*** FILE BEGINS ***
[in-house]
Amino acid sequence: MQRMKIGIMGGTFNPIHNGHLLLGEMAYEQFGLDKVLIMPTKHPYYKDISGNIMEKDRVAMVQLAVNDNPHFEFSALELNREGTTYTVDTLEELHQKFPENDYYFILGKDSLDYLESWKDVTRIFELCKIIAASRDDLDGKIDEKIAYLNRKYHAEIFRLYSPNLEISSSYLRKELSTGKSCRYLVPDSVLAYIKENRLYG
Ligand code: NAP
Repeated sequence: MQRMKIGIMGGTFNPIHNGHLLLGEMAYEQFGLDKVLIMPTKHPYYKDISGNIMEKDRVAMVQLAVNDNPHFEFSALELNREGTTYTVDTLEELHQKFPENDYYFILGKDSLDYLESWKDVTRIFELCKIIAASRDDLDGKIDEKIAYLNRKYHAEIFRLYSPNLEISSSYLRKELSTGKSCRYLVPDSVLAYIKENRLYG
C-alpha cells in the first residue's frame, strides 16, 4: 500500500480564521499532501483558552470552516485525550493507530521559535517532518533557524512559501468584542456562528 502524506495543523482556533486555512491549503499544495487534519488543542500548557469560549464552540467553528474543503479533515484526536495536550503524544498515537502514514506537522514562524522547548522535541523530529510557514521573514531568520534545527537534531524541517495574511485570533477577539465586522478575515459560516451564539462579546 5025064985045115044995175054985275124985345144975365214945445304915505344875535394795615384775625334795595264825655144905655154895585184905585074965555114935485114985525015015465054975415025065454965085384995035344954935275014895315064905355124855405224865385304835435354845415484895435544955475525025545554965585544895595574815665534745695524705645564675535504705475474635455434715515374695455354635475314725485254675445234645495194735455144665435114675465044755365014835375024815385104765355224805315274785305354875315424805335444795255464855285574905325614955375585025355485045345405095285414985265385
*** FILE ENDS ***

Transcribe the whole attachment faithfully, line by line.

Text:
[in-house]
Amino acid sequence: MQRMKIGIMGGTFNPIHNGHLLLGEMAYEQFGLDKVLIMPTKHPYYKDISGNIMEKDRVAMVQLAVNDNPHFEFSALELNREGTTYTVDTLEELHQKFPENDYYFILGKDSLDYLESWKDVTRIFELCKIIAASRDDLDGKIDEKIAYLNRKYHAEIFRLYSPNLEISSSYLRKELSTGKSCRYLVPDSVLAYIKENRLYG
Ligand code: NAP
Repeated sequence: MQRMKIGIMGGTFNPIHNGHLLLGEMAYEQFGLDKVLIMPTKHPYYKDISGNIMEKDRVAMVQLAVNDNPHFEFSALELNREGTTYTVDTLEELHQKFPENDYYFILGKDSLDYLESWKDVTRIFELCKIIAASRDDLDGKIDEKIAYLNRKYHAEIFRLYSPNLEISSSYLRKELSTGKSCRYLVPDSVLAYIKENRLYG
C-alpha cells in the first residue's frame, strides 16, 4: 500500500480564521499532501483558552470552516485525550493507530521559535517532518533557524512559501468584542456562528 502524506495543523482556533486555512491549503499544495487534519488543542500548557469560549464552540467553528474543503479533515484526536495536550503524544498515537502514514506537522514562524522547548522535541523530529510557514521573514531568520534545527537534531524541517495574511485570533477577539465586522478575515459560516451564539462579546 5025064985045115044995175054985275124985345144975365214945445304915505344875535394795615384775625334795595264825655144905655154895585184905585074965555114935485114985525015015465054975415025065454965085384995035344954935275014895315064905355124855405224865385304835435354845415484895435544955475525025545554965585544895595574815665534745695524705645564675535504705475474635455434715515374695455354635475314725485254675445234645495194735455144665435114675465044755365014835375024815385104765355224805315274785305354875315424805335444795255464855285574905325614955375585025355485045345405095285414985265385